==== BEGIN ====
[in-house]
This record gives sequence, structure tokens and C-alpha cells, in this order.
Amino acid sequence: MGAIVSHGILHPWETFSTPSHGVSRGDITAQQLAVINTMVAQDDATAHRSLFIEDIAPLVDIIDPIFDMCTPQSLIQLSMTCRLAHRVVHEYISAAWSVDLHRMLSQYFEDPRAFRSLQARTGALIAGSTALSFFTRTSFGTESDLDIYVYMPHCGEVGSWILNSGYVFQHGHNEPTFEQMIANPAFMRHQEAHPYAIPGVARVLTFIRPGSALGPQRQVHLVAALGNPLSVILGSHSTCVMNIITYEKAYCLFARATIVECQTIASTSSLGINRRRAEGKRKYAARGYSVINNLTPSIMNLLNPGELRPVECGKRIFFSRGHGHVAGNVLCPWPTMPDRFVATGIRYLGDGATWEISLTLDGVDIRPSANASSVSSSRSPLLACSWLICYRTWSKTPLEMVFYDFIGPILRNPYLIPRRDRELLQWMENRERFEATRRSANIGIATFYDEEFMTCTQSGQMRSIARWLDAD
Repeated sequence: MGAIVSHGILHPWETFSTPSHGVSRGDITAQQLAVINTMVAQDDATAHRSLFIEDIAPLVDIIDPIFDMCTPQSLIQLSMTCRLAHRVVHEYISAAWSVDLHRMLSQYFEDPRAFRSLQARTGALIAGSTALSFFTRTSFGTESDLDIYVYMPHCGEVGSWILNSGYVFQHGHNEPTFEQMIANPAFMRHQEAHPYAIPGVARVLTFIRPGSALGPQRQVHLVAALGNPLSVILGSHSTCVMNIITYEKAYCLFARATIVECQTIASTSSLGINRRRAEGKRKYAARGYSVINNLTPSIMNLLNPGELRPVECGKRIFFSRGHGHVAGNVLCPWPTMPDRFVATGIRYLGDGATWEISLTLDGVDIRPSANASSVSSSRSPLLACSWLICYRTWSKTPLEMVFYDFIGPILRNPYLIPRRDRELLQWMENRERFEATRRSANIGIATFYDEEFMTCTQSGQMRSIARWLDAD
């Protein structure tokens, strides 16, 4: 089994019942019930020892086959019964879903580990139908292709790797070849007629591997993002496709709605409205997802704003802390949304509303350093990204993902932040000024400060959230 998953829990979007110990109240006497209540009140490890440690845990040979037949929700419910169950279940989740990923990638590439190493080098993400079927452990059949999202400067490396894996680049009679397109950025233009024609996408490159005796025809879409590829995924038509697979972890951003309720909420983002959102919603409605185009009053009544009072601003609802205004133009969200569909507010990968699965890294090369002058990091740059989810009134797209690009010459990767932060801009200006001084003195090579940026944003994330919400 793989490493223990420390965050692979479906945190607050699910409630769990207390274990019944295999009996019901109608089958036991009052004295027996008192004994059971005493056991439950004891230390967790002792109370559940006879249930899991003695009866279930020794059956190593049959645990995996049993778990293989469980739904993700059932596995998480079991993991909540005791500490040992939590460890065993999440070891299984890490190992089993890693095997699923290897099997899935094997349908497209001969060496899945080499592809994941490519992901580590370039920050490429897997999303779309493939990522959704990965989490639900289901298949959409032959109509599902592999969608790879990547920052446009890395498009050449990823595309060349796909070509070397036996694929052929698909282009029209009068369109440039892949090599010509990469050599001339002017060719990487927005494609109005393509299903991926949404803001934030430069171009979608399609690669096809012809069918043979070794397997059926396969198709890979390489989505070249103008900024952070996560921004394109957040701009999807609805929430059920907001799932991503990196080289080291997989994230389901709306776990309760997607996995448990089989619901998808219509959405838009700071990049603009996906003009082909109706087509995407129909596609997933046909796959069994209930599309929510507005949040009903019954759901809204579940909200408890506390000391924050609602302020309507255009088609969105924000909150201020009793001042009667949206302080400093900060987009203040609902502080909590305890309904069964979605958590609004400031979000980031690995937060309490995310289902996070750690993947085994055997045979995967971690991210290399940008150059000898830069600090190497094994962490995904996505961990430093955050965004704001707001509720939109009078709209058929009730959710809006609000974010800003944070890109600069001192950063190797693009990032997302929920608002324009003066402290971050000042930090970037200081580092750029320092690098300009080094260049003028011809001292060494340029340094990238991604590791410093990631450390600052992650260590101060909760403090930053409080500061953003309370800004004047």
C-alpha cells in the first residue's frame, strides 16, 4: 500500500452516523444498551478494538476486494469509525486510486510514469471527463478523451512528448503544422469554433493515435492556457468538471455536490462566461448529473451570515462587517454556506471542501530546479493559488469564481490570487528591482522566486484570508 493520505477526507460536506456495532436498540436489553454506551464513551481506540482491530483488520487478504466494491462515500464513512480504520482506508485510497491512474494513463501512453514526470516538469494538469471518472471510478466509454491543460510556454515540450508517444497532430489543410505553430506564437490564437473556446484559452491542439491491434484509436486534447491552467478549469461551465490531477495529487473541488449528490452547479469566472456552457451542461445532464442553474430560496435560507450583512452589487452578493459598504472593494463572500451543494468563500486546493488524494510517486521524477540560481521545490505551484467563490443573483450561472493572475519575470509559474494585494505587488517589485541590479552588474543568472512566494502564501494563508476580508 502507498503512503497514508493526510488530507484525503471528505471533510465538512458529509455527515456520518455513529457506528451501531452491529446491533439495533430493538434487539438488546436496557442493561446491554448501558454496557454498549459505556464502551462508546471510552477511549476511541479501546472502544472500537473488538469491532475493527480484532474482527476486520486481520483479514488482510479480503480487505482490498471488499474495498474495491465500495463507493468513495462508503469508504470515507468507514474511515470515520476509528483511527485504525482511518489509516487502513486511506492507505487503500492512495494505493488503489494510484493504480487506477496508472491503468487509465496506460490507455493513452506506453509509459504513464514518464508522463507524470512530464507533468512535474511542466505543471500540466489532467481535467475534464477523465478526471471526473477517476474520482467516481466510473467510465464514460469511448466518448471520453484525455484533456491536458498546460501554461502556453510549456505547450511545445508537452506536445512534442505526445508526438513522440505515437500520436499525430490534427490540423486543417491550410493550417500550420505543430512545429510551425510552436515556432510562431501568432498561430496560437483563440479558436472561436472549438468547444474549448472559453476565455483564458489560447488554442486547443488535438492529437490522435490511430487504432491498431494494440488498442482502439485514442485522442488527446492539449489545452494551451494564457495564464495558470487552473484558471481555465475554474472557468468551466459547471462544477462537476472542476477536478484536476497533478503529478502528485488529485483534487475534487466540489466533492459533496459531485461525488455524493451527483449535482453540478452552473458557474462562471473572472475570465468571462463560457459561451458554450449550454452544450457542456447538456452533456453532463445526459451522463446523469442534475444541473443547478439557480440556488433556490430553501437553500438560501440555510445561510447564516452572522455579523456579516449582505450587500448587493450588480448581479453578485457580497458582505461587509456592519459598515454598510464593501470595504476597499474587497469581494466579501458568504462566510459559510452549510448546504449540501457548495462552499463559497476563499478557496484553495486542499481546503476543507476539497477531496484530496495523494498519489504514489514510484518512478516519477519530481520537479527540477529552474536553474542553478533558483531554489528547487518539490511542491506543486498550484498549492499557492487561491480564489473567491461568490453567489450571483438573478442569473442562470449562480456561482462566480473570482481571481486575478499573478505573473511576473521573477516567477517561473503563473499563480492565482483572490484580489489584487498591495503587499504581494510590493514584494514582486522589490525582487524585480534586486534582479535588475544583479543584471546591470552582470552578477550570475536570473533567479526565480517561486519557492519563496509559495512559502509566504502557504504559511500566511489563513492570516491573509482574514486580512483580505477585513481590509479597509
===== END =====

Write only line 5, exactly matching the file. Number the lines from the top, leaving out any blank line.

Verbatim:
């Protein structure tokens, strides 16, 4: 089994019942019930020892086959019964879903580990139908292709790797070849007629591997993002496709709605409205997802704003802390949304509303350093990204993902932040000024400060959230 998953829990979007110990109240006497209540009140490890440690845990040979037949929700419910169950279940989740990923990638590439190493080098993400079927452990059949999202400067490396894996680049009679397109950025233009024609996408490159005796025809879409590829995924038509697979972890951003309720909420983002959102919603409605185009009053009544009072601003609802205004133009969200569909507010990968699965890294090369002058990091740059989810009134797209690009010459990767932060801009200006001084003195090579940026944003994330919400 793989490493223990420390965050692979479906945190607050699910409630769990207390274990019944295999009996019901109608089958036991009052004295027996008192004994059971005493056991439950004891230390967790002792109370559940006879249930899991003695009866279930020794059956190593049959645990995996049993778990293989469980739904993700059932596995998480079991993991909540005791500490040992939590460890065993999440070891299984890490190992089993890693095997699923290897099997899935094997349908497209001969060496899945080499592809994941490519992901580590370039920050490429897997999303779309493939990522959704990965989490639900289901298949959409032959109509599902592999969608790879990547920052446009890395498009050449990823595309060349796909070509070397036996694929052929698909282009029209009068369109440039892949090599010509990469050599001339002017060719990487927005494609109005393509299903991926949404803001934030430069171009979608399609690669096809012809069918043979070794397997059926396969198709890979390489989505070249103008900024952070996560921004394109957040701009999807609805929430059920907001799932991503990196080289080291997989994230389901709306776990309760997607996995448990089989619901998808219509959405838009700071990049603009996906003009082909109706087509995407129909596609997933046909796959069994209930599309929510507005949040009903019954759901809204579940909200408890506390000391924050609602302020309507255009088609969105924000909150201020009793001042009667949206302080400093900060987009203040609902502080909590305890309904069964979605958590609004400031979000980031690995937060309490995310289902996070750690993947085994055997045979995967971690991210290399940008150059000898830069600090190497094994962490995904996505961990430093955050965004704001707001509720939109009078709209058929009730959710809006609000974010800003944070890109600069001192950063190797693009990032997302929920608002324009003066402290971050000042930090970037200081580092750029320092690098300009080094260049003028011809001292060494340029340094990238991604590791410093990631450390600052992650260590101060909760403090930053409080500061953003309370800004004047």